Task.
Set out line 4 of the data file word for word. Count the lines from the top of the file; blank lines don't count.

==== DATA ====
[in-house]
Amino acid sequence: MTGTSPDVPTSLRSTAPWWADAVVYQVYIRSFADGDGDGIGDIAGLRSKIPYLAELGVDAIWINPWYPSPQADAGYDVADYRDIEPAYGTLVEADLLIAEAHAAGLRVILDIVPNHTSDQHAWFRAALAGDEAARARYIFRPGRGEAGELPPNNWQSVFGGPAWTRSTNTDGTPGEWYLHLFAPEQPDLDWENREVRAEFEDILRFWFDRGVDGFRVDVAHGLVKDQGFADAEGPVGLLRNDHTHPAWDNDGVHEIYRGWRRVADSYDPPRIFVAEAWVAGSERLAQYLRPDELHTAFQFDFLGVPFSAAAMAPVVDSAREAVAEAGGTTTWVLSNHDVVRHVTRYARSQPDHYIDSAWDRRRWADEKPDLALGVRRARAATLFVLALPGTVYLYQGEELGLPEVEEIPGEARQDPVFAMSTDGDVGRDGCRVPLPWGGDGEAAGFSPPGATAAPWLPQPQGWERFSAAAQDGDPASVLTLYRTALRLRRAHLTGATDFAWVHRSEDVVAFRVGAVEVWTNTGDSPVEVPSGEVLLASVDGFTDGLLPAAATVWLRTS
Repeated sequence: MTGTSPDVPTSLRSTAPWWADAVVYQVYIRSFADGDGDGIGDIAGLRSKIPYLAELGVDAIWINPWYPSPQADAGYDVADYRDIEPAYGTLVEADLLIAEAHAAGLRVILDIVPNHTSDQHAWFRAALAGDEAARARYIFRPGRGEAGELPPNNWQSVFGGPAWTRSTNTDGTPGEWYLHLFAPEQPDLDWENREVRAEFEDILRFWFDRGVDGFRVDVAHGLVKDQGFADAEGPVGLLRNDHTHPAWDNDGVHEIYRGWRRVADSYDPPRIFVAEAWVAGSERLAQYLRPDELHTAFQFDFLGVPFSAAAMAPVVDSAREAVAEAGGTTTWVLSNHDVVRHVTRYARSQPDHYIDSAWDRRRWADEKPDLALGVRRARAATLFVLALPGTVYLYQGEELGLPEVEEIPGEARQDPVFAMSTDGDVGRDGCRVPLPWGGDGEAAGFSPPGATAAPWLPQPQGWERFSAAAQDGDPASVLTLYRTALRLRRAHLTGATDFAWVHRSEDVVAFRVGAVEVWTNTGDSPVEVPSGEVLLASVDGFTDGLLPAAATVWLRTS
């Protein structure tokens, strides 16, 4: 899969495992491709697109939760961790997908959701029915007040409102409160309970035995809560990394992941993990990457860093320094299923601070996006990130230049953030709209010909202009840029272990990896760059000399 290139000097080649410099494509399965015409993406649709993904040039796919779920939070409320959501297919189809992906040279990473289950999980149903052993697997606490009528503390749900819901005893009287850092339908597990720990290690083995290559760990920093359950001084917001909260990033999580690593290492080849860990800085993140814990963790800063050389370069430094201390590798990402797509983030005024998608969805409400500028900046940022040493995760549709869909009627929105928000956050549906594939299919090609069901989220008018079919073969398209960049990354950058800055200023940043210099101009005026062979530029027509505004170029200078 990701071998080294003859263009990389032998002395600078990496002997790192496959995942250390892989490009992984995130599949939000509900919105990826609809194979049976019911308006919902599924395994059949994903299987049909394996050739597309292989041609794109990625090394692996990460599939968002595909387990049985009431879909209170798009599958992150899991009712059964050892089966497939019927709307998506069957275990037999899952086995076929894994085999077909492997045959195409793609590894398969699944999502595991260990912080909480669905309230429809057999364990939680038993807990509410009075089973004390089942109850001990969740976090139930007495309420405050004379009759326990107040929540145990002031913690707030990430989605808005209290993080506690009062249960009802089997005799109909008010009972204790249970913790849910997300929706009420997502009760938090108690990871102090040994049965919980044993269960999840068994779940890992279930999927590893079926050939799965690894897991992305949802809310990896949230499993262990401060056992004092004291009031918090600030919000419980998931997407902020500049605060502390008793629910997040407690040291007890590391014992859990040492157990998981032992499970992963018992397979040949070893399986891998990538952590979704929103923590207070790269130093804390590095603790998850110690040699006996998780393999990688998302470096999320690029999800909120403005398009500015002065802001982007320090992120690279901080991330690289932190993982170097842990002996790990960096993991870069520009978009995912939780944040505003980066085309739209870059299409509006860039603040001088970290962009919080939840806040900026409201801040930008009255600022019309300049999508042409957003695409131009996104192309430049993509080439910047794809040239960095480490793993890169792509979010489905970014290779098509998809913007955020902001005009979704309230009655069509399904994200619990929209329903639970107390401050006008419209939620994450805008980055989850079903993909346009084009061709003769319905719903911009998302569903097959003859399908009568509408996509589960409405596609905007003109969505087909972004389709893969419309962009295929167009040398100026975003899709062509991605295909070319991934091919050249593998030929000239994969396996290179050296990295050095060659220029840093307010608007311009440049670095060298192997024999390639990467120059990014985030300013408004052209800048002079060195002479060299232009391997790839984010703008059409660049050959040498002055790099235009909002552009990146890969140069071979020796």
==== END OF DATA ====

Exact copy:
């Protein structure tokens, strides 16, 4: 899969495992491709697109939760961790997908959701029915007040409102409160309970035995809560990394992941993990990457860093320094299923601070996006990130230049953030709209010909202009840029272990990896760059000399 290139000097080649410099494509399965015409993406649709993904040039796919779920939070409320959501297919189809992906040279990473289950999980149903052993697997606490009528503390749900819901005893009287850092339908597990720990290690083995290559760990920093359950001084917001909260990033999580690593290492080849860990800085993140814990963790800063050389370069430094201390590798990402797509983030005024998608969805409400500028900046940022040493995760549709869909009627929105928000956050549906594939299919090609069901989220008018079919073969398209960049990354950058800055200023940043210099101009005026062979530029027509505004170029200078 990701071998080294003859263009990389032998002395600078990496002997790192496959995942250390892989490009992984995130599949939000509900919105990826609809194979049976019911308006919902599924395994059949994903299987049909394996050739597309292989041609794109990625090394692996990460599939968002595909387990049985009431879909209170798009599958992150899991009712059964050892089966497939019927709307998506069957275990037999899952086995076929894994085999077909492997045959195409793609590894398969699944999502595991260990912080909480669905309230429809057999364990939680038993807990509410009075089973004390089942109850001990969740976090139930007495309420405050004379009759326990107040929540145990002031913690707030990430989605808005209290993080506690009062249960009802089997005799109909008010009972204790249970913790849910997300929706009420997502009760938090108690990871102090040994049965919980044993269960999840068994779940890992279930999927590893079926050939799965690894897991992305949802809310990896949230499993262990401060056992004092004291009031918090600030919000419980998931997407902020500049605060502390008793629910997040407690040291007890590391014992859990040492157990998981032992499970992963018992397979040949070893399986891998990538952590979704929103923590207070790269130093804390590095603790998850110690040699006996998780393999990688998302470096999320690029999800909120403005398009500015002065802001982007320090992120690279901080991330690289932190993982170097842990002996790990960096993991870069520009978009995912939780944040505003980066085309739209870059299409509006860039603040001088970290962009919080939840806040900026409201801040930008009255600022019309300049999508042409957003695409131009996104192309430049993509080439910047794809040239960095480490793993890169792509979010489905970014290779098509998809913007955020902001005009979704309230009655069509399904994200619990929209329903639970107390401050006008419209939620994450805008980055989850079903993909346009084009061709003769319905719903911009998302569903097959003859399908009568509408996509589960409405596609905007003109969505087909972004389709893969419309962009295929167009040398100026975003899709062509991605295909070319991934091919050249593998030929000239994969396996290179050296990295050095060659220029840093307010608007311009440049670095060298192997024999390639990467120059990014985030300013408004052209800048002079060195002479060299232009391997790839984010703008059409660049050959040498002055790099235009909002552009990146890969140069071979020796």